"In an age when space flight has come to seem almost routine, it is easy to overlook the dangers of travel by rocket, and the difficulties of navigating the fierce outer atmosphere of the Earth. These astronauts knew the dangers, and they faced them willingly, knowing they had a high and noble purpose in life. Because of their courage and daring and idealism, we will miss them all the more.
The cause in which they died will continue. Mankind is led into the darkness beyond our world by the inspiration of discovery and the longing to understand. Our journey into space will go on."
-President G.W. Bush on Feb. 1, 2003 after the
Columbia disaster.

"The most complicated machine ever built got knocked out of the sky by a pound and a half of foam. The message that sends to me is that we are walking the razor's edge. This is a dangerous business and it does not take much to knock you off."
-Shuttle Flight Director Paul Hill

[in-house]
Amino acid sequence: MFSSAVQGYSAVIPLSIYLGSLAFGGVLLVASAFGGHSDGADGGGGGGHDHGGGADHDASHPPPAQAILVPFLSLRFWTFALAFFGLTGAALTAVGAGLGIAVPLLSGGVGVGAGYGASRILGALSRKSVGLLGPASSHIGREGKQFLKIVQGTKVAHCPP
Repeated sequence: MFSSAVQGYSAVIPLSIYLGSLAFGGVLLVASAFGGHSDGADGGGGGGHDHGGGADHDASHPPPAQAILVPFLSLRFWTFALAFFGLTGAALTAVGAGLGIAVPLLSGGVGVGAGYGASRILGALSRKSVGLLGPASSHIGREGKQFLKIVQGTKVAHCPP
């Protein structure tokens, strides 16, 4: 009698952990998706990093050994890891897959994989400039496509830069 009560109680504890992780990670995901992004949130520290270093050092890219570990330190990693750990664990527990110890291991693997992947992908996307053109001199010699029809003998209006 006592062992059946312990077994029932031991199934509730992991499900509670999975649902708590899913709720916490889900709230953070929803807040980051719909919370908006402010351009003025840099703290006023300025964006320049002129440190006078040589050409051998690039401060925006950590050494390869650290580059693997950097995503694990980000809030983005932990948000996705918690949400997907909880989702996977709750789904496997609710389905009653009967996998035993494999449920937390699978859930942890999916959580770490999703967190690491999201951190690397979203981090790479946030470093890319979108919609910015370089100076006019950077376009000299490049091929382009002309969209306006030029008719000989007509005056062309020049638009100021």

Columbia Disaster Facts

The final lift-off of Columbia on the ill-fated STS-107 mission on 1-16-03.The crew of the ill-fated STS-107 MissionA photo during the flight.A photo during the flight.A photo of the moon taken during the flight.Left wing RCC panels.The piece of foam about to hit the wing.The cloud of debris after the foam hits the wing.A test to show the possible damage caused by foam to the RCC panel.
Photos courtesy of NASA

1. Columbia was the first space shuttle orbiter to fly in space on April 12, 1981.
2. Between April 1981 and March 2002, Columbia flew 27 successful missions. Columbia was in 2nd place behind Discovery in the number of space flights by an orbiter in 2003.
3. Columbia was destroyed during re-entry on the return from the 113th shuttle mission on Feb. 1, 2003. All seven astronauts onboard lost their lives. Columbia was returning from a 16 day mission to conduct experiments in low Earth orbit.